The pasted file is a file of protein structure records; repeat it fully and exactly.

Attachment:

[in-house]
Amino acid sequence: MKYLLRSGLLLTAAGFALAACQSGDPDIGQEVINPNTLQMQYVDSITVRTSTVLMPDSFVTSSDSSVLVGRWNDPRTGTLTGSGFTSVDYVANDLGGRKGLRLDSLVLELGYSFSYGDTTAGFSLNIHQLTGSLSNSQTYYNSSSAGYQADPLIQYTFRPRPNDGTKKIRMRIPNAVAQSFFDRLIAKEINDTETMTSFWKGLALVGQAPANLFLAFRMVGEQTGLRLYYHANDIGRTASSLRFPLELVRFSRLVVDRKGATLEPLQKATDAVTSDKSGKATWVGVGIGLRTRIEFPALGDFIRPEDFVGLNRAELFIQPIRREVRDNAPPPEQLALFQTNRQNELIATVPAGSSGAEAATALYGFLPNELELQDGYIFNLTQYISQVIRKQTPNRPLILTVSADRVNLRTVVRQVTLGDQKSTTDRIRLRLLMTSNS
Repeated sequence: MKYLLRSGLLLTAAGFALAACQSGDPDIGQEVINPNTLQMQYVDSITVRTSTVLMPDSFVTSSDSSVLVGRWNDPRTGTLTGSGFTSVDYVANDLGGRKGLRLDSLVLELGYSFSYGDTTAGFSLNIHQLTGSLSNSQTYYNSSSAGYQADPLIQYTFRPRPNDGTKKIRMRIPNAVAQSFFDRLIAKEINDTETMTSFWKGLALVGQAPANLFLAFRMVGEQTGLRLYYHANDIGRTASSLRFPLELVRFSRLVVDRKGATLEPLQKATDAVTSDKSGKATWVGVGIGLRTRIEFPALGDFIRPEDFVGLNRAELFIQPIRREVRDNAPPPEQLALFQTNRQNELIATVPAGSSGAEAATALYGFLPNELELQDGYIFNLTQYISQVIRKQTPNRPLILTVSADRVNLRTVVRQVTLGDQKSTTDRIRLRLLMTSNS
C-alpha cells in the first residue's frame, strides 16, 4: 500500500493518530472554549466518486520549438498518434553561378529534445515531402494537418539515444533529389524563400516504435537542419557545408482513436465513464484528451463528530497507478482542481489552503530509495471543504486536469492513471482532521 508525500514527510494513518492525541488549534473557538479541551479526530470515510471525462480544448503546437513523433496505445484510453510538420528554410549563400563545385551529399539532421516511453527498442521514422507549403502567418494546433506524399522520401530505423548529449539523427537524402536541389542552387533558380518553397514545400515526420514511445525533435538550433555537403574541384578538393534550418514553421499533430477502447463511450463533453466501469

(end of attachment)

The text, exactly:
[in-house]
Amino acid sequence: MKYLLRSGLLLTAAGFALAACQSGDPDIGQEVINPNTLQMQYVDSITVRTSTVLMPDSFVTSSDSSVLVGRWNDPRTGTLTGSGFTSVDYVANDLGGRKGLRLDSLVLELGYSFSYGDTTAGFSLNIHQLTGSLSNSQTYYNSSSAGYQADPLIQYTFRPRPNDGTKKIRMRIPNAVAQSFFDRLIAKEINDTETMTSFWKGLALVGQAPANLFLAFRMVGEQTGLRLYYHANDIGRTASSLRFPLELVRFSRLVVDRKGATLEPLQKATDAVTSDKSGKATWVGVGIGLRTRIEFPALGDFIRPEDFVGLNRAELFIQPIRREVRDNAPPPEQLALFQTNRQNELIATVPAGSSGAEAATALYGFLPNELELQDGYIFNLTQYISQVIRKQTPNRPLILTVSADRVNLRTVVRQVTLGDQKSTTDRIRLRLLMTSNS
Repeated sequence: MKYLLRSGLLLTAAGFALAACQSGDPDIGQEVINPNTLQMQYVDSITVRTSTVLMPDSFVTSSDSSVLVGRWNDPRTGTLTGSGFTSVDYVANDLGGRKGLRLDSLVLELGYSFSYGDTTAGFSLNIHQLTGSLSNSQTYYNSSSAGYQADPLIQYTFRPRPNDGTKKIRMRIPNAVAQSFFDRLIAKEINDTETMTSFWKGLALVGQAPANLFLAFRMVGEQTGLRLYYHANDIGRTASSLRFPLELVRFSRLVVDRKGATLEPLQKATDAVTSDKSGKATWVGVGIGLRTRIEFPALGDFIRPEDFVGLNRAELFIQPIRREVRDNAPPPEQLALFQTNRQNELIATVPAGSSGAEAATALYGFLPNELELQDGYIFNLTQYISQVIRKQTPNRPLILTVSADRVNLRTVVRQVTLGDQKSTTDRIRLRLLMTSNS
C-alpha cells in the first residue's frame, strides 16, 4: 500500500493518530472554549466518486520549438498518434553561378529534445515531402494537418539515444533529389524563400516504435537542419557545408482513436465513464484528451463528530497507478482542481489552503530509495471543504486536469492513471482532521 508525500514527510494513518492525541488549534473557538479541551479526530470515510471525462480544448503546437513523433496505445484510453510538420528554410549563400563545385551529399539532421516511453527498442521514422507549403502567418494546433506524399522520401530505423548529449539523427537524402536541389542552387533558380518553397514545400515526420514511445525533435538550433555537403574541384578538393534550418514553421499533430477502447463511450463533453466501469